Darkside-Six

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The dip is easy and it’s not dangerous if you follow some basic safety.

take an old jar with a lid, fill with dip and drop in your core/baffles, whatever your internals are.

let sit for 3-5 hours. (Do this in your garage or outside)

get a cheap pair of metal tongs from the dollar store and a pair of disposable gloves.

pull out the items from the dip and wipe clean with paper towels.

put lid back on jar and take to your local hazard waste disposal place (they usually dispose of it for free)

you’re done. 🤷‍♂️
 
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Kisssofdeath

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The dip is easy and it’s not dangerous if you follow some basic safety. CHECK

take an old jar with a lid, fill with dip and drop in your core/baffles, whatever your internals are. CHECK

let sit for 3-5 hours. (Do this in your garage or outside) CHECK, I LET MINE SIT OVERNIGHT

get a cheap pair of metal tongs from the dollar store and a pair of disposable gloves. CHECK, I USE LATEX GLOVES AND LONG NEEDLE NOSE PLIERS.

pull out the items from the dip and wipe clean with paper towels. CHECK, I TAKE MY 3 PIECES TO THE AUXILIARY SINK AND RINSE OFF THEN I WIPE CLEAN WITH AN OLD PAIR OF CLEAN UNDERWEAR AND DISCARD AFTER USE

put lid back on jar and take to your local hazard waste disposal place (they usually dispose of it for free) CHECK, I LET MINE EVAPORATE

you’re done. 🤷‍♂️ CHECK, IT'S JUST THAT SIMPLE
.
 
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carbonbased

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How to find the right glove: one method is to search for “breakthrough time glove [chemical]”.

Here is some quick research. Info on gloves and lead acetate is a bit challenging to find. Here they suggest double nitrile gloves for incidental contact, and no suggestion for extended contact (I take that to mean, “don’t do that”):

http://amo-csd.lbl.gov/downloads/Chemical Resistance of Gloves.pdf

Here they list their latex gloves being better than their nitrile gloves (but no mention of breakthrough time):

https://beta-static.fishersci.com/c...uides/microflex-chemical-resistance-guide.pdf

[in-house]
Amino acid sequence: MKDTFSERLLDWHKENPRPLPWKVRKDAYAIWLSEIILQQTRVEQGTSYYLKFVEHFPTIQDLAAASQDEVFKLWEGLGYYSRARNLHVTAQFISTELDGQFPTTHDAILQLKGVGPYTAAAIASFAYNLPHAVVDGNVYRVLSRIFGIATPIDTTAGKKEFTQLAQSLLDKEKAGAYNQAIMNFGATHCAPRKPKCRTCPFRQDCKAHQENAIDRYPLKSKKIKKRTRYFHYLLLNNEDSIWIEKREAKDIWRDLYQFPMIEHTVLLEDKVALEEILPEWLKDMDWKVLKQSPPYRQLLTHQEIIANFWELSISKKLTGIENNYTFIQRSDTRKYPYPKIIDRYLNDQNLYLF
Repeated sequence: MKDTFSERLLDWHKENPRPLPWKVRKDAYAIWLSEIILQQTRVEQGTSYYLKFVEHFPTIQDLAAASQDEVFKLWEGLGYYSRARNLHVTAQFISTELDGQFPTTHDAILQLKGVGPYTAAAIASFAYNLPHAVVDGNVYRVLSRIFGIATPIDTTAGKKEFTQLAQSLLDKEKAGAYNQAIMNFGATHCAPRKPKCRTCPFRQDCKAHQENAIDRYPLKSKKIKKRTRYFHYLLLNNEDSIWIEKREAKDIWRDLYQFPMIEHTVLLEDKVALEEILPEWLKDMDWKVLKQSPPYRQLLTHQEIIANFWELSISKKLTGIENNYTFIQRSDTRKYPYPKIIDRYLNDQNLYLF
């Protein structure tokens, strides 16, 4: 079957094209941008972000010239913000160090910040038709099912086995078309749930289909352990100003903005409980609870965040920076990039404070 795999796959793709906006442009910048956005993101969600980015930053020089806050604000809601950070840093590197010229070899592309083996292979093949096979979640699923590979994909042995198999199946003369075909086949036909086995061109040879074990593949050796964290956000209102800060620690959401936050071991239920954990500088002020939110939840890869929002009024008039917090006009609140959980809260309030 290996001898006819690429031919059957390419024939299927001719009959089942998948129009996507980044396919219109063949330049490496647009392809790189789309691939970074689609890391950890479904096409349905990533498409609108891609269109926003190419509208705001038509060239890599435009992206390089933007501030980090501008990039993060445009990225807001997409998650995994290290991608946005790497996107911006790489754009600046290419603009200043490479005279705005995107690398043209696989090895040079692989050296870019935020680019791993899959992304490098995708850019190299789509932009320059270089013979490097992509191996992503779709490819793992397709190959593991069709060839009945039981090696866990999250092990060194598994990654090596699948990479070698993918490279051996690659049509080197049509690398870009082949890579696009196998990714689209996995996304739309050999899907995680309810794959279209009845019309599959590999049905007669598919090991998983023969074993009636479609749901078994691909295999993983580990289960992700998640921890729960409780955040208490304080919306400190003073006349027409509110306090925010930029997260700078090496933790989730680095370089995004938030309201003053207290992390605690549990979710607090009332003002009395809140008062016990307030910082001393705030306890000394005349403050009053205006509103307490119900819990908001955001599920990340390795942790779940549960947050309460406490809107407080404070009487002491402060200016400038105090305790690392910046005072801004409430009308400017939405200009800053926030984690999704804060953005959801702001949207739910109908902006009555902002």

A nitrile glove chart on breakthrough time (unfortunately doesn’t list lead acetate):

http://www.dartmouth.edu/ehs/chemical/nitrile_gloves_chemical_resistance_guide.pdf

Here is a better chart that lists breakthrough time and other measures for a wide variety of glove materials (also no lead acetate mentioned):


So, I am leaving it to you, dear reader, to do some due diligence. Most men think, “Pshaw, I touched/inhaled (insert substance) and I’m fine!”

To this, I ask, “Do you remember asbestos? Or even the humble lead, which the Romans used for things like drinking goblets? Or how about using the wrong kind of brake cleaner for welding prep?” (https://www.brewracingframes.com/safety-alert-brake-cleaner--phosgene-gas.html)

They don’t realize that some things kill slowly, building poison inside of you cumulatively. And some things wipe you out really fast, but the dude has always done it that way and they don’t know how lucky they’ve been.

It’s almost like some people, again usually men, only think about the here and now, and ignore the science (because scientists were, you know, wrong on this or that, ignoring the fact they were right a billion times).

🤷‍♂️

Full disclosure, I modified my post above. I misremembered the glove that stops acetone: it is BUTYL and NOT rubber. I bought mine off amazon, Showa brand.

I had also misremembered that butyl had about an hour of extended contact before one should change it out. The info out there seems to indicate a much longer time frame. My butyl glove was starting to get really tacky (degrading), so that’s when I bought a new pair.

The moral here is do your research and don’t trust your memory too much. Must be all the gas I used to wash paint off my hands as a kid…thanks Dad, for that stupid advice. Ha!

Edit: my only guess on why there’s not much info that I could find on lead acetate is that, in the chem world, it’s called something else. I’m not a scientist. I noticed the word “acetate” popping up a lot, just not with “lead”.

Below, I found these synonyms here: http://datasheets.scbt.com/sc-207823.pdf

SYNONYMS